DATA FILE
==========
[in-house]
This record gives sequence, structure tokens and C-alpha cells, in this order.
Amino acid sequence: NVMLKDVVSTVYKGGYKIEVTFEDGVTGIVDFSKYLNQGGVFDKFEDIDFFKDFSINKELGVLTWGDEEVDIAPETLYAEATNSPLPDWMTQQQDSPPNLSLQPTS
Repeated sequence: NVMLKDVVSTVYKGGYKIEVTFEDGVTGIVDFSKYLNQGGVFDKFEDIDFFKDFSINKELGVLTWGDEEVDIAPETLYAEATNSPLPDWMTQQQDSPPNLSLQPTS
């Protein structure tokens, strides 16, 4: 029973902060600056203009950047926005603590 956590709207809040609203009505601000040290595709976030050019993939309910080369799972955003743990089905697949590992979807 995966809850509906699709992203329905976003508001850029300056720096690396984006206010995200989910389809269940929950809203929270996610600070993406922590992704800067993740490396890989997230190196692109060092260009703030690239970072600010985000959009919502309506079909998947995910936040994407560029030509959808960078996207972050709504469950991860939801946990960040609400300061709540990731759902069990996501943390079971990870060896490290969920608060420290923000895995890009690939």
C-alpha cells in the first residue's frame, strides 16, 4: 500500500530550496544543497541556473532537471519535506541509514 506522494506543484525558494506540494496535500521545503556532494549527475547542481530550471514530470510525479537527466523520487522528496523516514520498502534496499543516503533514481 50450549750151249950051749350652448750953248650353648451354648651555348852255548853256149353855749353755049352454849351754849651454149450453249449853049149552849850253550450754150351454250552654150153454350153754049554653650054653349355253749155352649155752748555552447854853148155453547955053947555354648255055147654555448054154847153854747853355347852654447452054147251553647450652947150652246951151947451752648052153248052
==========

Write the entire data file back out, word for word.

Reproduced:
[in-house]
This record gives sequence, structure tokens and C-alpha cells, in this order.
Amino acid sequence: NVMLKDVVSTVYKGGYKIEVTFEDGVTGIVDFSKYLNQGGVFDKFEDIDFFKDFSINKELGVLTWGDEEVDIAPETLYAEATNSPLPDWMTQQQDSPPNLSLQPTS
Repeated sequence: NVMLKDVVSTVYKGGYKIEVTFEDGVTGIVDFSKYLNQGGVFDKFEDIDFFKDFSINKELGVLTWGDEEVDIAPETLYAEATNSPLPDWMTQQQDSPPNLSLQPTS
């Protein structure tokens, strides 16, 4: 029973902060600056203009950047926005603590 956590709207809040609203009505601000040290595709976030050019993939309910080369799972955003743990089905697949590992979807 995966809850509906699709992203329905976003508001850029300056720096690396984006206010995200989910389809269940929950809203929270996610600070993406922590992704800067993740490396890989997230190196692109060092260009703030690239970072600010985000959009919502309506079909998947995910936040994407560029030509959808960078996207972050709504469950991860939801946990960040609400300061709540990731759902069990996501943390079971990870060896490290969920608060420290923000895995890009690939």
C-alpha cells in the first residue's frame, strides 16, 4: 500500500530550496544543497541556473532537471519535506541509514 506522494506543484525558494506540494496535500521545503556532494549527475547542481530550471514530470510525479537527466523520487522528496523516514520498502534496499543516503533514481 50450549750151249950051749350652448750953248650353648451354648651555348852255548853256149353855749353755049352454849351754849651454149450453249449853049149552849850253550450754150351454250552654150153454350153754049554653650054653349355253749155352649155752748555552447854853148155453547955053947555354648255055147654555448054154847153854747853355347852654447452054147251553647450652947150652246951151947451752648052153248052